The Ahava Purifying Mud Mask is ideal for combination skin types that could use exfoliation, thanks to the Dead Sea mud, and hydration, which comes from jojoba oil. Plus, it can be used on the face or body.
Combined with tea tree oil for even more purification, the SheaMoisture African Black Soap Clarifying Mud Mask is a great option for oily and acne-prone skin types.
With thousands of reviews on Amazon, the New York Biology Dead Sea Mud Mask is a popular choice for body exfoliation. Combined with aloe vera, calendula oil, vitamin E, and jojoba oil, the mud can be safely used on the arms and legs as well as the face.
Uniquely packed in a two-step process, the Skyn Iceland Fresh Start Mask contains blue clay and Icelandic mud to help brighten dull and dry skin as well as minimize the appearance of fine lines.
To apply your mud mask to your face, use it in the same order you would with other masks.
First, remove makeup if you’re wearing any, and wash your face.
Next, use clean fingers or a mask brush to apply the mud mask to your face. Focus on the areas that are most in need of purification.
Wear the facial mask for the time recommended on the label or packaging. This is usually no more than 15 minutes.
Rinse off the mask, and pat your skin dry.
To finish your routine, follow up with any serum, moisturizer, oil, or SPF (if it’s daytime).
To apply mud masks to other areas of your body, such as your arms and legs, you’ll want to apply your mixture to clean skin.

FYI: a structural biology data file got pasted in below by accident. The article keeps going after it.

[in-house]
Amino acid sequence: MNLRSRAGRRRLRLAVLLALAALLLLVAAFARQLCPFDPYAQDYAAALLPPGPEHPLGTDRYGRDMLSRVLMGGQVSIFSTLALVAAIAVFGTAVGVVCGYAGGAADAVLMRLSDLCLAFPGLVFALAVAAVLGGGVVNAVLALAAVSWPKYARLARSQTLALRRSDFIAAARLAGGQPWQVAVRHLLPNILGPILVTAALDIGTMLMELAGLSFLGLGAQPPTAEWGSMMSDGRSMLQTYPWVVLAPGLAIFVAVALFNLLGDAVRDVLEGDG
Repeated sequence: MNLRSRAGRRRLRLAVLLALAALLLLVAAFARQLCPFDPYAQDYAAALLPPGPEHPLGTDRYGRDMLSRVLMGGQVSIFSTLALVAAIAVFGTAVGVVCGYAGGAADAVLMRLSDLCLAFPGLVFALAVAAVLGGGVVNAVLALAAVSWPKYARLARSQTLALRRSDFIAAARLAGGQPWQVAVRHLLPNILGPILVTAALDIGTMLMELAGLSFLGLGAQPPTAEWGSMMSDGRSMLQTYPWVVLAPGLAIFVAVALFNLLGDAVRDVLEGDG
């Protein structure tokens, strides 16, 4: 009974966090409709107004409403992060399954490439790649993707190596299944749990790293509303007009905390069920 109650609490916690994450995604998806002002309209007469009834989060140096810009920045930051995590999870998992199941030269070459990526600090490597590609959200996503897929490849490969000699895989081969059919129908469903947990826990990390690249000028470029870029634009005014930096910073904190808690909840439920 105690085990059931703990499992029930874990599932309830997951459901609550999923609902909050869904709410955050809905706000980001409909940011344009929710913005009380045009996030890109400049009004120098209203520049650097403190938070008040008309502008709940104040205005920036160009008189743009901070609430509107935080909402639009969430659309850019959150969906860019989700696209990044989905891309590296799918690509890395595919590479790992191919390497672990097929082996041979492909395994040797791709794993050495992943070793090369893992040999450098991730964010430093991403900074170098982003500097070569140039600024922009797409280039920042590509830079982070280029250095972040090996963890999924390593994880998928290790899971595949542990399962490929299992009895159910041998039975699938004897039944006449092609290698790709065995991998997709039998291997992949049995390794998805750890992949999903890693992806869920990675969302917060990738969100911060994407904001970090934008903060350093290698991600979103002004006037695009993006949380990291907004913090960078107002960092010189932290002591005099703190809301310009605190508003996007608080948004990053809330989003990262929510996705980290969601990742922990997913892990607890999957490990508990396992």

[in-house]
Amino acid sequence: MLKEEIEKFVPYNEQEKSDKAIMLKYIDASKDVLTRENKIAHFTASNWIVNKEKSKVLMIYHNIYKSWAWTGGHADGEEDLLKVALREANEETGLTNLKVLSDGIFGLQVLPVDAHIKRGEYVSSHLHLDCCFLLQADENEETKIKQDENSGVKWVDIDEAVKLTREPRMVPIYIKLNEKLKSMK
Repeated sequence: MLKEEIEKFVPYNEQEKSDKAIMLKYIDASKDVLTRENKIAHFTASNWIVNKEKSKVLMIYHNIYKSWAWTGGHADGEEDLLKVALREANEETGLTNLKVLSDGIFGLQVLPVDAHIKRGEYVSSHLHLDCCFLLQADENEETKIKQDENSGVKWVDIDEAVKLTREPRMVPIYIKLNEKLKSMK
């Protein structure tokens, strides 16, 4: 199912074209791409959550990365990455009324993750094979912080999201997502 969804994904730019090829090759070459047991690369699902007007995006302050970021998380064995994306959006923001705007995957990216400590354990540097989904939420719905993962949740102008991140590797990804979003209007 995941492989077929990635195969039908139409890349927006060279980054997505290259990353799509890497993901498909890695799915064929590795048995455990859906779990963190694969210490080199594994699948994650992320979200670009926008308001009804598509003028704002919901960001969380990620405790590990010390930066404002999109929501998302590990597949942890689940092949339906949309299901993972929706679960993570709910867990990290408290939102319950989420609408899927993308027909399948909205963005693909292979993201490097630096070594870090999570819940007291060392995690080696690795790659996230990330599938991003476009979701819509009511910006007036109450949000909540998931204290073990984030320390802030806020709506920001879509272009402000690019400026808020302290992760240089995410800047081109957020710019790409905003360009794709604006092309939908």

Be careful not to apply it to freshly waxed skin. This may irritate it.
Leave the mask on until it hardens, or until the suggested amount of time on the packaging.
Rinse it off, pat dry, and lather your body with a fragrance-free lotion.
Unlike some masks that are generally OK for everyday use, mud masks should only be used up to three times a week. Their detoxifying-like properties can be too drying for everyday use.
If your skin feels overly exfoliated or dry, decrease your use to once a week or once every couple of weeks.
With mud masks, you can expect results instantly.
The minerals in the mud will exfoliate dead skin cells, dirt, oil, and other impurities, making skin appear cleaner, brighter, and less porous.
However, it’s important to note that the instant results of mud masks don’t necessarily last. More research needs to be conducted about the effectiveness of long-term use.
Your run-of-the-mill, spa-worthy mud mask could help give your skin an instant exfoliation and deep cleanse.
Look for mud masks containing quality muds, such as Dead Sea mud, moor mud, or Icelandic silica mud.
If you have an adverse reaction to a mud mask, discontinue use immediately and talk to your provider.
Jen Anderson is a wellness contributor at Healthline. She writes and edits for various lifestyle and beauty publications, with bylines at Refinery29, Byrdie, MyDomaine, and bareMinerals. When not typing away, you can find Jen practicing yoga, diffusing essential oils, watching Food Network or guzzling a cup of coffee. You can follow her NYC adventures on Twitter and Instagram.